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Learning For Life

The scene above has a familiar aura about it: It could be a photograph of a drug bust somewhere in Mexico or Colombia, or it could be a rescue scene from an episode of a TV show like 24 or The Unit.  But it is none of these things.  Rather, it is a photograph of a group of Explorers in California “portraying Border Patrol agents rushing into a room filled with fake poison gas” and “aiming their weapons at a man before realizing he was a wounded hostage.”

Explorers is a coeducational affiliate of the Boy Scouts of America that is currently run under the auspices of a program called “Learning for Life.”  According to the Learning for Life website, the primary goal of the program is “career exploration … designed to help young people make intelligent decisions regarding their future.”  Explorer posts in the U.S. boast over 145,000 youth members, 35,000 of whom  participate in the specific program dedicated to careers in “law enforcement,” which, among other things, works to train youth (age 14-21) in how to “to confront terrorism, illegal immigration and escalating border violence.”  In short, it is something of a paramilitary version of the Jr. ROTC programs that populate many of our high schools and which functionally reduce citizenship and patriotism to the model of military life—a rigidly hierarchical world in which independent thinking is not only frowned upon, but severely disciplined. Military and paramilitary organizations are vital and necessary arms of government, to be sure, and we would be poorer as a nation without their presence or the many dedicated individuals who serve in them.  That said, one has to wonder if such militaristic “Learning for Life” programs offer the most effective model for animating critical thinking and a productive civic life amongst our most impressionable citizens.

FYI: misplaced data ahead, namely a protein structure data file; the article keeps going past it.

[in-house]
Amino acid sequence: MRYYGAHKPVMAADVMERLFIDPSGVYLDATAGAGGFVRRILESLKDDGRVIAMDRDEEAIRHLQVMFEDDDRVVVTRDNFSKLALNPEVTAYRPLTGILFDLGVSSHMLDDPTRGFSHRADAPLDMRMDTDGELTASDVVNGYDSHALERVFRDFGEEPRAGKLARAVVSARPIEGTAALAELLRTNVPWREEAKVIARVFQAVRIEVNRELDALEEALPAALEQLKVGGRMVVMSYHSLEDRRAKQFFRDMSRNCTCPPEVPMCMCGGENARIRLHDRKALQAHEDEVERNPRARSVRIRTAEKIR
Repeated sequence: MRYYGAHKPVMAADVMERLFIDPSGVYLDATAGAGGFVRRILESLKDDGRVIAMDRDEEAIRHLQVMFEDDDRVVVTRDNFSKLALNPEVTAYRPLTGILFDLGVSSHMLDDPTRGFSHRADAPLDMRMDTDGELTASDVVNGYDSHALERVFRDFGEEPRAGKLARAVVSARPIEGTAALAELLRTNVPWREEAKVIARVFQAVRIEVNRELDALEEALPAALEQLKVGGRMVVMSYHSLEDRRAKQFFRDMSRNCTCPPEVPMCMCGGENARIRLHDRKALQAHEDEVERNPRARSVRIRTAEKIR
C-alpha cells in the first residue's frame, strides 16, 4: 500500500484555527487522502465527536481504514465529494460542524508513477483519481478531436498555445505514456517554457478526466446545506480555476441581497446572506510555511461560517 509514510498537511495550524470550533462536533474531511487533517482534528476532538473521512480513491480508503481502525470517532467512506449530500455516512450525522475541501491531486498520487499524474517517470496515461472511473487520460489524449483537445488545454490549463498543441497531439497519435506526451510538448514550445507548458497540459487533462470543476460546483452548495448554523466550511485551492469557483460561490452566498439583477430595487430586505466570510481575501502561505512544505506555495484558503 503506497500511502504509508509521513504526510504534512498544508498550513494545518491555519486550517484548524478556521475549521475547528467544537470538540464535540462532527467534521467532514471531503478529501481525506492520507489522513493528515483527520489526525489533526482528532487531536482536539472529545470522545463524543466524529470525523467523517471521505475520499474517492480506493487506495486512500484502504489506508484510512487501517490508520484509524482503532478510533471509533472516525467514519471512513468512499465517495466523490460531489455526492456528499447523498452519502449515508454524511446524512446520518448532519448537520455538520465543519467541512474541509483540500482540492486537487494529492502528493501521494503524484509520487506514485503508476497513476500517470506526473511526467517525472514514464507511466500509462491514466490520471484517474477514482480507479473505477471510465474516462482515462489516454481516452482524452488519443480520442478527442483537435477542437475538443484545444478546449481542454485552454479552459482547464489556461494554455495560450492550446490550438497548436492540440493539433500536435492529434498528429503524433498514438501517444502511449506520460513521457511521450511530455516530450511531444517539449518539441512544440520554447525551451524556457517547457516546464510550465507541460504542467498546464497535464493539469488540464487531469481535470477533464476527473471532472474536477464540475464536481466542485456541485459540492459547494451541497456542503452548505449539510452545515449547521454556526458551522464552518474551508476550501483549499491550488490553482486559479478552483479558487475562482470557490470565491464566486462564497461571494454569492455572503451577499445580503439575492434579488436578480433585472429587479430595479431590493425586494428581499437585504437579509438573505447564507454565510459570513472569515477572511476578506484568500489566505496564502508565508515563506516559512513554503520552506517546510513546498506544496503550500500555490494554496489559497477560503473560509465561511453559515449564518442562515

But there is an something more to be said.  We have written regularly here at NCN about what we call the “normalization of war,” a collection of cultural practices which naturalize and reinforce a war culture that in turn animates a pernicious cycle of violence (e.g., here, here, and here).  I was reminded of this process of normalization by the picture above, which was embedded in a NYT slide show that included a number of photographs of Explorers “playing at” hunting down suicide bombers, hijackers, snipers, and illegal immigrants with toy guns  Setting aside the fact that the vast majority of  “illegal immigrants” are otherwise law abiding citizens—and in any case, certainly not terrorists—the larger point to make is that collectively the photographs teeter back and forth between an implicit and certain playfulness and dead seriousness.

This ironic tension is a palpable reminder of the fine line between the attitudes of play and serious business, and how the former can seem innocent (and in some contexts even ambiguously endearing, as in this image that recently appeared in the Washington Post and was the topic of discussion over at the Bag), even as it coaches (and too easily converts into) more solemn and severe behaviors.  Notice how the same toy guns that seem harmless in the top photograph appear threateningly dangerous in the bottom image.  Put differently, these photographs visualize the very logic that underwrites the production of a war culture: making warlike behavior seem harmless—and indeed fun—even as it gestures toward a putative, if not ominously mistaken, larger purpose. Learning for life, indeed.

Photo Credits:  Todd Krainin/NYT  Crossposted at The Bag.


Learning For Life


4 Responses

  1. David Sutton says

    This recalls for me visiting with the father of one of my friends in Germany in about 1981. Discussing his childhood, he spoke fondly of his involvement with the Hitler Jugend. He seemed put off that the group had such negative historical connotations. It had all been good, healthy fun, camping and hiking and such. Like the Boy Scouts.

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